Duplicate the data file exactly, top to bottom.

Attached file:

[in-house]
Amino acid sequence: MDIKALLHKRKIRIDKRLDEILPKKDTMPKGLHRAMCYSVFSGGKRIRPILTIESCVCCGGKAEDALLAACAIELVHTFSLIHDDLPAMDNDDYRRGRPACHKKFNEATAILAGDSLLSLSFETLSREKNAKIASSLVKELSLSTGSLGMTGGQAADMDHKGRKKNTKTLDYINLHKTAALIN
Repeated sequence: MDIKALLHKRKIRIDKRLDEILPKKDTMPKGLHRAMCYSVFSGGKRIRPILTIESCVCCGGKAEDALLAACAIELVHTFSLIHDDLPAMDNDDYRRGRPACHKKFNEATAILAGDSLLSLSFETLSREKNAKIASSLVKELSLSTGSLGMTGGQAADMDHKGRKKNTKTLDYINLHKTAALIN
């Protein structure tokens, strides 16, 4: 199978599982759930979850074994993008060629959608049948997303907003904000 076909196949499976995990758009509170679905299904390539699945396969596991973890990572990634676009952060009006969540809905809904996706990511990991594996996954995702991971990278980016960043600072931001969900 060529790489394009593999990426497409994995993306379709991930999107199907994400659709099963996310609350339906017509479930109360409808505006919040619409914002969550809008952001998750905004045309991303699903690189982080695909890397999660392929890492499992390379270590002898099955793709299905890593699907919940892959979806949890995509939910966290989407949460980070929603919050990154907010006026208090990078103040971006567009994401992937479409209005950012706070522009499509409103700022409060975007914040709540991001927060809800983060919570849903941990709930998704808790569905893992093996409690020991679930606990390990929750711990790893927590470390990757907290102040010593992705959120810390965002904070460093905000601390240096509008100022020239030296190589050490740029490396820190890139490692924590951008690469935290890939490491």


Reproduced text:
[in-house]
Amino acid sequence: MDIKALLHKRKIRIDKRLDEILPKKDTMPKGLHRAMCYSVFSGGKRIRPILTIESCVCCGGKAEDALLAACAIELVHTFSLIHDDLPAMDNDDYRRGRPACHKKFNEATAILAGDSLLSLSFETLSREKNAKIASSLVKELSLSTGSLGMTGGQAADMDHKGRKKNTKTLDYINLHKTAALIN
Repeated sequence: MDIKALLHKRKIRIDKRLDEILPKKDTMPKGLHRAMCYSVFSGGKRIRPILTIESCVCCGGKAEDALLAACAIELVHTFSLIHDDLPAMDNDDYRRGRPACHKKFNEATAILAGDSLLSLSFETLSREKNAKIASSLVKELSLSTGSLGMTGGQAADMDHKGRKKNTKTLDYINLHKTAALIN
């Protein structure tokens, strides 16, 4: 199978599982759930979850074994993008060629959608049948997303907003904000 076909196949499976995990758009509170679905299904390539699945396969596991973890990572990634676009952060009006969540809905809904996706990511990991594996996954995702991971990278980016960043600072931001969900 060529790489394009593999990426497409994995993306379709991930999107199907994400659709099963996310609350339906017509479930109360409808505006919040619409914002969550809008952001998750905004045309991303699903690189982080695909890397999660392929890492499992390379270590002898099955793709299905890593699907919940892959979806949890995509939910966290989407949460980070929603919050990154907010006026208090990078103040971006567009994401992937479409209005950012706070522009499509409103700022409060975007914040709540991001927060809800983060919570849903941990709930998704808790569905893992093996409690020991679930606990390990929750711990790893927590470390990757907290102040010593992705959120810390965002904070460093905000601390240096509008100022020239030296190589050490740029490396820190890139490692924590951008690469935290890939490491």